Nelson also spends time on the significance of work in the believer’s sanctification. Work provides one crucible in which the Christian is sanctified, molded in holiness through common trials and successes. Considering the hours of life spent in vocation, a failure to understand the value of work could easily result in decades wasted with regard to the intentional pursuit of Christ and Christlikeness. If we believe ministry and worship only happen on Sunday, then we will surely downplay the spiritual significance of work.

It is in the matter of trials that I offer my only disappointment in the book. Chapter nine addresses the challenges of work, the dangers and temptations of working in a fallen world. From matters of honesty to sexuality, the workplace is yet another setting in which humanity unfortunately displays the depth and outworking of original sin. I do not disagree with Nelson’s premise, but rather his proposed remedy. For a book that so heavily leans on the gospel as God’s means of redeeming work, Nelson leaves Jesus out of the discussion of temptation.

Blatantly absent is the account of Christ’s temptation in the wilderness. Absent is the reality that a Christian’s ability to resist temptation comes from Christ who endured temptation on our behalf (Hebrews 4:14-16). Absent is the necessity of the work of the Holy Spirit in convicting our hearts. And, sadly, absent is the hope born of the sacrificial blood of Christ, offered for a world full of failures. There is none who is righteous – no not one.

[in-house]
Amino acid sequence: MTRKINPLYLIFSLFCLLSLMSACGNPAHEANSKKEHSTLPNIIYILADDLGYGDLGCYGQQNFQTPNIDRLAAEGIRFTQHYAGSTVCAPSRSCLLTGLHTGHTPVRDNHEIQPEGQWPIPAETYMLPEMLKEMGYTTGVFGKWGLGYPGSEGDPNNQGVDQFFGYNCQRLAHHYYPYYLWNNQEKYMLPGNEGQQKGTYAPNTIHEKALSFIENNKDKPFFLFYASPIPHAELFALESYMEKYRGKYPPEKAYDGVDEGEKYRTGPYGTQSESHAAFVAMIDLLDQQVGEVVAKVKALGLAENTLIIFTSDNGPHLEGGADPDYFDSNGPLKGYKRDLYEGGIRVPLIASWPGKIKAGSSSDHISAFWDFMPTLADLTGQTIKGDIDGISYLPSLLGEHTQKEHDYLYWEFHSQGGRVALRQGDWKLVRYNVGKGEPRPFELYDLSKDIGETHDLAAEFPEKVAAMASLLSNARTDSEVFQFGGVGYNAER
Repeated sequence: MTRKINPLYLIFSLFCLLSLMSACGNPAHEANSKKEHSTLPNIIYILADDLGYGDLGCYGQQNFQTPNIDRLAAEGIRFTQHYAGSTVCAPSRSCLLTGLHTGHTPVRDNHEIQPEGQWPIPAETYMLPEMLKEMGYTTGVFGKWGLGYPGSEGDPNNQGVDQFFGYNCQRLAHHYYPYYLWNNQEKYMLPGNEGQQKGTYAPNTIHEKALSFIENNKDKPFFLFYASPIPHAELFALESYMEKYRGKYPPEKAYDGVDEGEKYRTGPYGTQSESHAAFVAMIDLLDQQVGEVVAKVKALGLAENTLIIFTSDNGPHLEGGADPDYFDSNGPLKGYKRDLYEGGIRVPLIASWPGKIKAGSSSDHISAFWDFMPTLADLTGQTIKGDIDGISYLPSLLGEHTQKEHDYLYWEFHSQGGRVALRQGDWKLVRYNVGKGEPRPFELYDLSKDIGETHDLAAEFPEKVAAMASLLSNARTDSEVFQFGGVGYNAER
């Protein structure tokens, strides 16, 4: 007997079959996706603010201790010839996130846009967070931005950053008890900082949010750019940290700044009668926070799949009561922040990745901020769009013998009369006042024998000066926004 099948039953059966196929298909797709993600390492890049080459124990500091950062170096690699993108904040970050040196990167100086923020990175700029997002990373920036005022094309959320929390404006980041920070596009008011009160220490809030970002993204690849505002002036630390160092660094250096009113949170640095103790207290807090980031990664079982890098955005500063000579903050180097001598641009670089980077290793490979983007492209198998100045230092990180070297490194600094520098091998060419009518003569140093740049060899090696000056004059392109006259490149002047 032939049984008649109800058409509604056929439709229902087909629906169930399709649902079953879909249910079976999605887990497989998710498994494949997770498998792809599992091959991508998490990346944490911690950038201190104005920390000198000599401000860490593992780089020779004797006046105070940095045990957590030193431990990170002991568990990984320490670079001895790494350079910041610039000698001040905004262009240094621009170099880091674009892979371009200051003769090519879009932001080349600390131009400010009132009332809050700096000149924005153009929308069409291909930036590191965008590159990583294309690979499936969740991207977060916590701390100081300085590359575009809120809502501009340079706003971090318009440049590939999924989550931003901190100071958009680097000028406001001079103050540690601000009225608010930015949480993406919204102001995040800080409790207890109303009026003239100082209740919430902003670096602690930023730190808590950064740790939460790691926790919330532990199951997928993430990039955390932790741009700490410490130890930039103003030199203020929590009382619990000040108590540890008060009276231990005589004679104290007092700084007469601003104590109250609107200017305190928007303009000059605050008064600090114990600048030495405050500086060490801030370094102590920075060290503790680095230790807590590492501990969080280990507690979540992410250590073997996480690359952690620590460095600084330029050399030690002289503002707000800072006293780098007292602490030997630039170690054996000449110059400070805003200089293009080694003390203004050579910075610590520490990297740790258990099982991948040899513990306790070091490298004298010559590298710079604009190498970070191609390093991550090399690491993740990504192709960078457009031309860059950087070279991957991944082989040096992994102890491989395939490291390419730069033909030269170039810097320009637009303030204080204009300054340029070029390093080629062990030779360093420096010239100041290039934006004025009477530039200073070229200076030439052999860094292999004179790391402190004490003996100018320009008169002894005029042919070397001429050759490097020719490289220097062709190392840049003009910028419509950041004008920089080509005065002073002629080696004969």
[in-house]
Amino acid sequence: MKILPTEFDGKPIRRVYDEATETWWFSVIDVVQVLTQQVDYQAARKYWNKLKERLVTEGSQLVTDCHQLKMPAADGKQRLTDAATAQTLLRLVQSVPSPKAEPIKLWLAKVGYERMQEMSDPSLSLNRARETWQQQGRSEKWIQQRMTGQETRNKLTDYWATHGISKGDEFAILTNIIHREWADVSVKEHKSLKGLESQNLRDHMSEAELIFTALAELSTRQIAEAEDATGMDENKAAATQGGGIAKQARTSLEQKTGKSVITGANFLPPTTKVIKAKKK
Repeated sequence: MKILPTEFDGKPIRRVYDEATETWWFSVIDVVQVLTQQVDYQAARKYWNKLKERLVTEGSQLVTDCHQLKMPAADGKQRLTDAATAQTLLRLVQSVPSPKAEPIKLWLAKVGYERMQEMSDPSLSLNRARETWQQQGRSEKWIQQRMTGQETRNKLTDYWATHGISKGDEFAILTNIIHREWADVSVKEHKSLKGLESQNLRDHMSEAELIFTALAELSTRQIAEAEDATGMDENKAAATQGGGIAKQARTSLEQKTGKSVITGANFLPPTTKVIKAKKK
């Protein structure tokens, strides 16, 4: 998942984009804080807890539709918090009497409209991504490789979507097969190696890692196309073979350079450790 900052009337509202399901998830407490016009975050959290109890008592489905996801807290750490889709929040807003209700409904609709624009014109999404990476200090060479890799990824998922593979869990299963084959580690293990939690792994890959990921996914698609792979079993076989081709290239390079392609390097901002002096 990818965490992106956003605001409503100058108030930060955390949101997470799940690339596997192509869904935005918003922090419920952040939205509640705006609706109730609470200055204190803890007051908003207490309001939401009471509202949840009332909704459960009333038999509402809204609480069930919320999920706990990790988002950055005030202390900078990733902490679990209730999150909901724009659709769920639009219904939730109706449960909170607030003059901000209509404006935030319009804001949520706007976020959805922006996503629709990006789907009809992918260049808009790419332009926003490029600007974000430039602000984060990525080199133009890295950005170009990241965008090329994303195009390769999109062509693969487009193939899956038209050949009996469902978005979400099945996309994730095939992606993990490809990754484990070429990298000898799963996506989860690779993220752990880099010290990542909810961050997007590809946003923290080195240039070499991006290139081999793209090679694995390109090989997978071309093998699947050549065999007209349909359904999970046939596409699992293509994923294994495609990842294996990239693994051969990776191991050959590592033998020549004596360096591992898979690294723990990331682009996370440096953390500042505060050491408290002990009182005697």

Subtly, and tragically, present is a works-based righteousness through the mishandling of prominent Old Testament personalities. Daniel made good decisions, so should you. Joseph made good decisions, so should you. Moses made good decisions, so should you, because God blesses good decisions. Chapter nine presents these men as flawless models to emulate, instead of sinners in need of God’s grace. Chapter nine presents these men as heroes to worship rather than sinful and fatally flawed forerunners of the only authentic hero. Daniel’s good decisions were filthy rags without the sacrifice of Christ (Isaiah 58), as were those of Joseph and Moses. Even their finest work required the purity of Jesus. By the account of chapter 9, God may provide the trap door to escape temptation, but you can take care of the rest on your own.